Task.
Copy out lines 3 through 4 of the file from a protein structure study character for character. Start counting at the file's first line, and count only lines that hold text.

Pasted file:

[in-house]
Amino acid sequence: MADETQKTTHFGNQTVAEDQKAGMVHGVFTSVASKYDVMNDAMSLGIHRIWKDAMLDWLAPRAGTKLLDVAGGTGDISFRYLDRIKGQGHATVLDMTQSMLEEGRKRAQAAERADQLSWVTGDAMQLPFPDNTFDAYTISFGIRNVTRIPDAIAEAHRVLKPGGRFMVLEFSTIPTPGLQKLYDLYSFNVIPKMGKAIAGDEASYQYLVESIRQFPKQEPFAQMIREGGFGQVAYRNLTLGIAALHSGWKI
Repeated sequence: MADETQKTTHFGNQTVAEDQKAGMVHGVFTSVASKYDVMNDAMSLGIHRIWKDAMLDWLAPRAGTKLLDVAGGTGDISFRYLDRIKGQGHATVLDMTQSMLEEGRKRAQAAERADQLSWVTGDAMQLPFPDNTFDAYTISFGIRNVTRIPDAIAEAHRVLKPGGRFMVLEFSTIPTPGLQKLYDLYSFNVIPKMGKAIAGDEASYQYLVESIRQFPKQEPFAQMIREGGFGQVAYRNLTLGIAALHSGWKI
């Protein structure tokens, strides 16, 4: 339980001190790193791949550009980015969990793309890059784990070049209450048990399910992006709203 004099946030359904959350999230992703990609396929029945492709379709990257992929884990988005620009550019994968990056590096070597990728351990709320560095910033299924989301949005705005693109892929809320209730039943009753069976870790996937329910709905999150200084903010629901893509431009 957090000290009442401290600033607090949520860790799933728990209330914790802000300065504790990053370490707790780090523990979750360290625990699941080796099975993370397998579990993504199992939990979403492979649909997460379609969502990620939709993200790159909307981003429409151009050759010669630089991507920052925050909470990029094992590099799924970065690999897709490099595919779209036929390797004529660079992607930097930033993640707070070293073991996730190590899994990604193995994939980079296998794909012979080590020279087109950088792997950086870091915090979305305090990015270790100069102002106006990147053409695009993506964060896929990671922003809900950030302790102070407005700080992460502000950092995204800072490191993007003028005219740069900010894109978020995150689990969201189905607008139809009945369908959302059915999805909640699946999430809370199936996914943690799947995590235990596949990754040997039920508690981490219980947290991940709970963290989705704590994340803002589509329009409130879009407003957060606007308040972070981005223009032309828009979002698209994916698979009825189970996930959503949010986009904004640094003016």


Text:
Repeated sequence: MADETQKTTHFGNQTVAEDQKAGMVHGVFTSVASKYDVMNDAMSLGIHRIWKDAMLDWLAPRAGTKLLDVAGGTGDISFRYLDRIKGQGHATVLDMTQSMLEEGRKRAQAAERADQLSWVTGDAMQLPFPDNTFDAYTISFGIRNVTRIPDAIAEAHRVLKPGGRFMVLEFSTIPTPGLQKLYDLYSFNVIPKMGKAIAGDEASYQYLVESIRQFPKQEPFAQMIREGGFGQVAYRNLTLGIAALHSGWKI
């Protein structure tokens, strides 16, 4: 339980001190790193791949550009980015969990793309890059784990070049209450048990399910992006709203 004099946030359904959350999230992703990609396929029945492709379709990257992929884990988005620009550019994968990056590096070597990728351990709320560095910033299924989301949005705005693109892929809320209730039943009753069976870790996937329910709905999150200084903010629901893509431009 957090000290009442401290600033607090949520860790799933728990209330914790802000300065504790990053370490707790780090523990979750360290625990699941080796099975993370397998579990993504199992939990979403492979649909997460379609969502990620939709993200790159909307981003429409151009050759010669630089991507920052925050909470990029094992590099799924970065690999897709490099595919779209036929390797004529660079992607930097930033993640707070070293073991996730190590899994990604193995994939980079296998794909012979080590020279087109950088792997950086870091915090979305305090990015270790100069102002106006990147053409695009993506964060896929990671922003809900950030302790102070407005700080992460502000950092995204800072490191993007003028005219740069900010894109978020995150689990969201189905607008139809009945369908959302059915999805909640699946999430809370199936996914943690799947995590235990596949990754040997039920508690981490219980947290991940709970963290989705704590994340803002589509329009409130879009407003957060606007308040972070981005223009032309828009979002698209994916698979009825189970996930959503949010986009904004640094003016």